Don't Kill the Mellinger

Columnist Sam Mellinger's thoughts on sports and other important stuff

Billy Butler is a very good hitter, whether people acknowledge it or not

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04/21/2014 9:45 AM

05/16/2014 1:17 PM

I guess I should be used to this by now, but Sunday’s column was about the worst (first?) slump of Billy Butler’s life

which means most of the emails and voicemails have been about how Butler stinks and should be, at best, a pinch hitter in the National League.

A significant — or at least significantly loud — segment of Royals fans refuses to acknowledge that Butler has established himself as one of the game’s better hitters. That doesn’t make it any less true, but just for fun some numbers:

Since 2009, Butler’s first full season

, he ranks 13th in adjusted OPS among players with at least 3,000 plate appearances. Lower the cutoff to 2,500 plate appearances and he’s 25th. That’s behind sluggers like Miguel Cabrera and Evan Longoria and Adrian Beltre, and ahead of guys like Dustin Pedroia, Victor Martinez and Mark Teixeira.

Over that same span

, only Robinson Cano has more doubles. Butler is 17th in total extra-base hits, again, behind guys like Joey Votto and Andrew McCutchen and Albert Pujols, and ahead of guys like Ben Zobrist, Justin Upton and Jose Bautista.

Now, obviously, Butler needs to hit to be valuable. Most of the players listed here play defense, and some of them quite well. Many of them hit more home runs. With the possible exceptions of Cabrera, Martinez and Pujols, none of them are as slow as Butler. So Butler’s 40 doubles aren’t necessarily as valuable as someone else’s 40 doubles.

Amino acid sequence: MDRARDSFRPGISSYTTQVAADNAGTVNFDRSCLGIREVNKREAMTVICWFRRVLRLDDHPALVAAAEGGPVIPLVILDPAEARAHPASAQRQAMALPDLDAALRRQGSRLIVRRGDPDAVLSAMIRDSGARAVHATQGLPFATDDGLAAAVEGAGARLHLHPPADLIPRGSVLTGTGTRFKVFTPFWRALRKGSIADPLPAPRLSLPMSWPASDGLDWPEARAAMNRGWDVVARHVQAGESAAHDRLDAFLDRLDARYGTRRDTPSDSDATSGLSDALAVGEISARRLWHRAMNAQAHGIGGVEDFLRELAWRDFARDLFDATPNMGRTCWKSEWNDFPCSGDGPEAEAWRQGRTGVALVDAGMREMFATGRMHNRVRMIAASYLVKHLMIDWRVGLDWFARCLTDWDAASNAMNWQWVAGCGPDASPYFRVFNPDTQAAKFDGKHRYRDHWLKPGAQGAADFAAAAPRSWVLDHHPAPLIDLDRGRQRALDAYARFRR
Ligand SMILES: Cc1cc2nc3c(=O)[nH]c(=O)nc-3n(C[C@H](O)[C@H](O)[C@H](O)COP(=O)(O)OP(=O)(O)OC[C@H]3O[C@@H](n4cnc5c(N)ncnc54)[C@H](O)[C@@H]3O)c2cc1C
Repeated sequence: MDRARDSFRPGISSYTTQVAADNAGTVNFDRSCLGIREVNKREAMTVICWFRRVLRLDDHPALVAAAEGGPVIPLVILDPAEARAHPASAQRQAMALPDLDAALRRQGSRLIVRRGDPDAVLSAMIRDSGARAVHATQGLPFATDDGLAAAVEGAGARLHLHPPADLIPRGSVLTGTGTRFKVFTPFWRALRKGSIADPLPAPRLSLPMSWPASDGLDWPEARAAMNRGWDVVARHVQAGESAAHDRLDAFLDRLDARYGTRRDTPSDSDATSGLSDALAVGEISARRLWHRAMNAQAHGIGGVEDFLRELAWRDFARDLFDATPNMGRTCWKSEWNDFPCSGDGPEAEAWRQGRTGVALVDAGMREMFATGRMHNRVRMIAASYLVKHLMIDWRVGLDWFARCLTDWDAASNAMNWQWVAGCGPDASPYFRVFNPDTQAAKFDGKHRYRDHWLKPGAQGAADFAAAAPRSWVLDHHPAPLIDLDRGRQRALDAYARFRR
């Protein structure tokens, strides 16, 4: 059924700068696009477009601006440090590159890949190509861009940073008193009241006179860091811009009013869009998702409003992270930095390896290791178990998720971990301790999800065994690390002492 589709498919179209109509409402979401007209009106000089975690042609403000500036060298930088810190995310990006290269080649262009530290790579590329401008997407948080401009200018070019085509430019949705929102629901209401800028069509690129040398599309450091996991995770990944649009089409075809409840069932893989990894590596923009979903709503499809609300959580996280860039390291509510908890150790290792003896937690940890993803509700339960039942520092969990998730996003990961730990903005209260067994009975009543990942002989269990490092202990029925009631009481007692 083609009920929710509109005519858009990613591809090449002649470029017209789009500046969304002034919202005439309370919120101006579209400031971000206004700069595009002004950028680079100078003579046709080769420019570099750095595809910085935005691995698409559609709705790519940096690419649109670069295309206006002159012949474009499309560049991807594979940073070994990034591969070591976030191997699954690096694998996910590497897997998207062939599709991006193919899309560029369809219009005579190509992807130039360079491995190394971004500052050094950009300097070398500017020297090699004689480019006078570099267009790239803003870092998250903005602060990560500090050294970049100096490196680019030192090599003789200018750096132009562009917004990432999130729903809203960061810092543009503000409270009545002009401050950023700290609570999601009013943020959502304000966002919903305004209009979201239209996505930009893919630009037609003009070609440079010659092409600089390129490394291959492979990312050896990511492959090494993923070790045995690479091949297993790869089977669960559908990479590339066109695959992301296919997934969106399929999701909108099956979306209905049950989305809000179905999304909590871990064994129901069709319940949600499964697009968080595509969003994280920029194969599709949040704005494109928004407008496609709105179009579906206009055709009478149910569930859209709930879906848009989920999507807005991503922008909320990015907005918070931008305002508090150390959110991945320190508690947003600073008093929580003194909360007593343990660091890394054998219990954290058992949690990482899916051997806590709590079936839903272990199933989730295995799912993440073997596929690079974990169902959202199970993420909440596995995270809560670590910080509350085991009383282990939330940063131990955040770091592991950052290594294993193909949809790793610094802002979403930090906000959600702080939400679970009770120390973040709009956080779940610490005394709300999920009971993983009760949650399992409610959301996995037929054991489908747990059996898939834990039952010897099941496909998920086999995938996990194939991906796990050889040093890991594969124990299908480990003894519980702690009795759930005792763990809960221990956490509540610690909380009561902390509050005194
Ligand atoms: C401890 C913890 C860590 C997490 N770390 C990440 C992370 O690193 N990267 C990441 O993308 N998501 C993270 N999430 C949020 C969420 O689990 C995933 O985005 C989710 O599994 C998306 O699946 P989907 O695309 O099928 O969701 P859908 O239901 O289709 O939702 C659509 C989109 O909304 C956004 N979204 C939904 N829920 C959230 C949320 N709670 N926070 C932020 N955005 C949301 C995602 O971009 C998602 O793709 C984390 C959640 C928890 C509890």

But it’s also true that Butler’s lack of defense and 30-HR seasons are a big part of why he’s making $8 million with a team option for next year, instead of $15 million on a long-term contract.

Martinez, for instance, has similar offensive numbers over the last four or five years and is making $12 million this year at the age of 35. Jay Bruce is just a year younger with similar numbers — Butler out OPS+-es him 126 to 118 — but he’s a good right fielder so he’s making $10 million this year, $12 million in 2015 and $12.5 million in 2016 with a team option for 2017.

Anyway, the point is that Butler does one baseball thing very well. He also has distinct and obvious flaws that sometimes overshadow his One Very Good Thing.

But he is the roster’s most established hitter, so even on a team built on speed and defense, the Royals need their slow DH to

get past this slump

and drive in runs with line drives to cash in on this season’s opportunity.

Butler has shown signs in recent days. His single on Sunday was as hard as any ball he’s hit this season. With that in mind,

the Royals are likely moving him back to the cleanup spot tonight.

 

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